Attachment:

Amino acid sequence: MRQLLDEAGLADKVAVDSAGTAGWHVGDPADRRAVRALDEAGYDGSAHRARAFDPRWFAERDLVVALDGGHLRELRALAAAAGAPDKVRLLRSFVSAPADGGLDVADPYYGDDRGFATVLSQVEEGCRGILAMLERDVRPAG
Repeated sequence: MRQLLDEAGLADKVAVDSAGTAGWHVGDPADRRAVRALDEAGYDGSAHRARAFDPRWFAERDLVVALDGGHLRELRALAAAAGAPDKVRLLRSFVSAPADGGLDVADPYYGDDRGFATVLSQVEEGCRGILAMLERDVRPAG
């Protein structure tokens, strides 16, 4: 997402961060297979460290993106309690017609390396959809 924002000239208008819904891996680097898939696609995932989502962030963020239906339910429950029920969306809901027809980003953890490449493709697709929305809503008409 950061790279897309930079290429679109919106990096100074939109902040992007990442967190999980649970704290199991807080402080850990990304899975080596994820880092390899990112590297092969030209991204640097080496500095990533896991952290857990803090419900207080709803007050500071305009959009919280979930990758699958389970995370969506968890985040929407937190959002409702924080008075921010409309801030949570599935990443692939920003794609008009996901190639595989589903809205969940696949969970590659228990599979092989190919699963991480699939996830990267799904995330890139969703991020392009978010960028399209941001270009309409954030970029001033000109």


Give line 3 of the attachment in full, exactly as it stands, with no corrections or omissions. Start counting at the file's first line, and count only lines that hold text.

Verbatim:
């Protein structure tokens, strides 16, 4: 997402961060297979460290993106309690017609390396959809 924002000239208008819904891996680097898939696609995932989502962030963020239906339910429950029920969306809901027809980003953890490449493709697709929305809503008409 950061790279897309930079290429679109919106990096100074939109902040992007990442967190999980649970704290199991807080402080850990990304899975080596994820880092390899990112590297092969030209991204640097080496500095990533896991952290857990803090419900207080709803007050500071305009959009919280979930990758699958389970995370969506968890985040929407937190959002409702924080008075921010409309801030949570599935990443692939920003794609008009996901190639595989589903809205969940696949969970590659228990599979092989190919699963991480699939996830990267799904995330890139969703991020392009978010960028399209941001270009309409954030970029001033000109």